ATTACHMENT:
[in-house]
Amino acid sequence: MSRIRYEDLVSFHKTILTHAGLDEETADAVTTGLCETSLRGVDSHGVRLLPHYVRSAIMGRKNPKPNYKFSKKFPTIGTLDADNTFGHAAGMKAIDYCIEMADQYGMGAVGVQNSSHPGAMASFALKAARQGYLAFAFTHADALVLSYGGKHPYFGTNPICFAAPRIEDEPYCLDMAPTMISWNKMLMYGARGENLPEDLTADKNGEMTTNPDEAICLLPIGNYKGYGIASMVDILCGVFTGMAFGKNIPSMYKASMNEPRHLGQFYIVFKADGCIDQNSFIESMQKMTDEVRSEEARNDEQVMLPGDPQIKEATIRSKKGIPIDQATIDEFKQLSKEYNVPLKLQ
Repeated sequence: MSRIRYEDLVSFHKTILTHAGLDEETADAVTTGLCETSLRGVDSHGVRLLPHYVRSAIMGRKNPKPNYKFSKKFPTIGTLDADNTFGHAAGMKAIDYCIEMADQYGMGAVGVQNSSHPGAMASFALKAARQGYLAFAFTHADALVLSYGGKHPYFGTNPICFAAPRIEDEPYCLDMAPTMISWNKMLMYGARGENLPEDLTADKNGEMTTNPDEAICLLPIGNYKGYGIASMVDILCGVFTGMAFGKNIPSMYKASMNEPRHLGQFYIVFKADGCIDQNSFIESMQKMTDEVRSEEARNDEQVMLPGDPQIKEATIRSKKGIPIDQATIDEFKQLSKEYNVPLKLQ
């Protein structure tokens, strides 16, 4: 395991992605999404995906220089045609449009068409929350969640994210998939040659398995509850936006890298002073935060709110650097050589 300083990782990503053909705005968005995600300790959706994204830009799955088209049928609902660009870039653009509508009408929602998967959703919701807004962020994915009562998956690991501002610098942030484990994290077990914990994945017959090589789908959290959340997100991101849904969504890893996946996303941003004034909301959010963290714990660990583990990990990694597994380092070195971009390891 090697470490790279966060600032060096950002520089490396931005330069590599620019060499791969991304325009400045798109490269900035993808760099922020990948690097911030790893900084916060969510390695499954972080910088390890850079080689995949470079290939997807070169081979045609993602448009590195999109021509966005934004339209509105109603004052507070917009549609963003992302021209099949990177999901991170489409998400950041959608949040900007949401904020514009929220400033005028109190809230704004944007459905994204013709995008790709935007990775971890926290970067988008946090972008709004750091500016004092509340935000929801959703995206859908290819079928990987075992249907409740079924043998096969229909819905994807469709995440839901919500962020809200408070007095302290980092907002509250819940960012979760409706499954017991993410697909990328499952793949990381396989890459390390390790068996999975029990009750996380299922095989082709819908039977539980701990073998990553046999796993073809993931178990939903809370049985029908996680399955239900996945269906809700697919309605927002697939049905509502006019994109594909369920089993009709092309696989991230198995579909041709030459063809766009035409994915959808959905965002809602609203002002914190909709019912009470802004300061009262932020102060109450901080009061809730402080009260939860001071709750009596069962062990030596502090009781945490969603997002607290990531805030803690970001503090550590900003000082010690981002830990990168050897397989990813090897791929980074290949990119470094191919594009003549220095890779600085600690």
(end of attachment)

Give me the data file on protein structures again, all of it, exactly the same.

[in-house]
Amino acid sequence: MSRIRYEDLVSFHKTILTHAGLDEETADAVTTGLCETSLRGVDSHGVRLLPHYVRSAIMGRKNPKPNYKFSKKFPTIGTLDADNTFGHAAGMKAIDYCIEMADQYGMGAVGVQNSSHPGAMASFALKAARQGYLAFAFTHADALVLSYGGKHPYFGTNPICFAAPRIEDEPYCLDMAPTMISWNKMLMYGARGENLPEDLTADKNGEMTTNPDEAICLLPIGNYKGYGIASMVDILCGVFTGMAFGKNIPSMYKASMNEPRHLGQFYIVFKADGCIDQNSFIESMQKMTDEVRSEEARNDEQVMLPGDPQIKEATIRSKKGIPIDQATIDEFKQLSKEYNVPLKLQ
Repeated sequence: MSRIRYEDLVSFHKTILTHAGLDEETADAVTTGLCETSLRGVDSHGVRLLPHYVRSAIMGRKNPKPNYKFSKKFPTIGTLDADNTFGHAAGMKAIDYCIEMADQYGMGAVGVQNSSHPGAMASFALKAARQGYLAFAFTHADALVLSYGGKHPYFGTNPICFAAPRIEDEPYCLDMAPTMISWNKMLMYGARGENLPEDLTADKNGEMTTNPDEAICLLPIGNYKGYGIASMVDILCGVFTGMAFGKNIPSMYKASMNEPRHLGQFYIVFKADGCIDQNSFIESMQKMTDEVRSEEARNDEQVMLPGDPQIKEATIRSKKGIPIDQATIDEFKQLSKEYNVPLKLQ
């Protein structure tokens, strides 16, 4: 395991992605999404995906220089045609449009068409929350969640994210998939040659398995509850936006890298002073935060709110650097050589 300083990782990503053909705005968005995600300790959706994204830009799955088209049928609902660009870039653009509508009408929602998967959703919701807004962020994915009562998956690991501002610098942030484990994290077990914990994945017959090589789908959290959340997100991101849904969504890893996946996303941003004034909301959010963290714990660990583990990990990694597994380092070195971009390891 090697470490790279966060600032060096950002520089490396931005330069590599620019060499791969991304325009400045798109490269900035993808760099922020990948690097911030790893900084916060969510390695499954972080910088390890850079080689995949470079290939997807070169081979045609993602448009590195999109021509966005934004339209509105109603004052507070917009549609963003992302021209099949990177999901991170489409998400950041959608949040900007949401904020514009929220400033005028109190809230704004944007459905994204013709995008790709935007990775971890926290970067988008946090972008709004750091500016004092509340935000929801959703995206859908290819079928990987075992249907409740079924043998096969229909819905994807469709995440839901919500962020809200408070007095302290980092907002509250819940960012979760409706499954017991993410697909990328499952793949990381396989890459390390390790068996999975029990009750996380299922095989082709819908039977539980701990073998990553046999796993073809993931178990939903809370049985029908996680399955239900996945269906809700697919309605927002697939049905509502006019994109594909369920089993009709092309696989991230198995579909041709030459063809766009035409994915959808959905965002809602609203002002914190909709019912009470802004300061009262932020102060109450901080009061809730402080009260939860001071709750009596069962062990030596502090009781945490969603997002607290990531805030803690970001503090550590900003000082010690981002830990990168050897397989990813090897791929980074290949990119470094191919594009003549220095890779600085600690």